The Ultimate Label Printer Troubleshooting Guide πŸ“ƒ


5 min read

Sometimes label printers behave weirdly. This could include

  • Printing labels with an offset
  • Not printing at all
  • Not feeding correctly etc.

Below are some basic tips on troubleshooting / fixing label printer issues.

1. Copy another printer's configuration / drivers

The best solution by far is to copy the configuration / exact drivers from another similar printer on site that's working fine.

This can be done in a variety of ways, but the top 2 ways to do this are:

Export the exact driver πŸ“€βž‘πŸ’Ώ

Most times, 'weird' behavior is due to a certain expectation set on the printer based on behavior of other printers. This includes stuff like expecting the printer to print the labels a certain way, for designs to be compatible with the printer etc.

Unfortunately, printer behavior can differ wildly based on the exact driver installed. Even the same driver, with just a small version difference, can behave entirely different than expected.

The easiest way to resolve this, is to extract the exact driver version that set the expectations in the first place and install it on the new system.

How to export printer drivers

  • Download our Driver Export Script from EDS Software Home and run it as an administrator, ON A MACHINE THAT WORKS CORRECTLY
  • Follow the prompts to export the drivers to a folder
  • Inside the export folder, you'll find a DriverInfo.txt file. Use this file to identify the driver used for the printer Make/Model. Copy the folder to the non-working system.

On the new, non-working system:

  1. Open Control Panel
  2. Search for Devices and Printers
  3. Find your printer > right click > Printer Properties
  4. Go to the Advanced tab
  5. Click New Driver...
  6. Navigate to the folder you copied over, open it and select the .inf file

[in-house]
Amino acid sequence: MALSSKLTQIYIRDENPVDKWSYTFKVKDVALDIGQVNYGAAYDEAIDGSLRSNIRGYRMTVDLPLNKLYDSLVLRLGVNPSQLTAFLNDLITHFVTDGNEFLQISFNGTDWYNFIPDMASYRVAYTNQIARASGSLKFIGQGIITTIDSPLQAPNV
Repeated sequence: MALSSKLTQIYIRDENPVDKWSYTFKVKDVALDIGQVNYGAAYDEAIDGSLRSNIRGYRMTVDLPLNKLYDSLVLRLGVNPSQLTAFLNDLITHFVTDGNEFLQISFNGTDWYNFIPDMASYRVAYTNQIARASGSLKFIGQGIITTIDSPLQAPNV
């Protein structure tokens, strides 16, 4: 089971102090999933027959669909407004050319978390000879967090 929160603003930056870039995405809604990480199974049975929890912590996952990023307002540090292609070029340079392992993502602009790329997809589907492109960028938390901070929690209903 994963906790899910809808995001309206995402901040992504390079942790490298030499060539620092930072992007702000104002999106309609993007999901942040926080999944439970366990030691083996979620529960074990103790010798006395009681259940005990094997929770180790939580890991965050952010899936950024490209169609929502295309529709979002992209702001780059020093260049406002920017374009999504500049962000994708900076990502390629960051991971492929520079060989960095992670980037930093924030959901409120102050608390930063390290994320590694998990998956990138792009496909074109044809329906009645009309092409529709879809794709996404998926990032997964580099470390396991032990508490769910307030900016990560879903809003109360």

7. Click Open > Ok
  8. Follow the installation prompts
  9. Now test the printer (you might have to reboot depending on the printer)

Copy the printer configuration (control panel) πŸŽ›

Sometimes, printers can have the same driver, but different configuration / settings, causing them to behave differently.

Let's copy the printer configuration from one machine to another manually using Control Panel

On a machine with a working printer:

  1. Open Control Panel
  2. Search for Devices and Printers
  3. Find your printer > right click > Printer Properties
  4. Go through each tab and screenshot it.

On the machine that is not working

  1. Open Control Panel
  2. Search for Devices and Printers
  3. Find your printer > right click > Printer Properties
  4. Go through each tab and change the settings to match your screenshots

2. Ensure the label configuration is correct (no reference, use labels as reference)

If you are unable to copy the configuration from another printer, you might have to adjust settings in the printer properties screen manually.

The most important settings to adjust would be:

Label Width & Label Height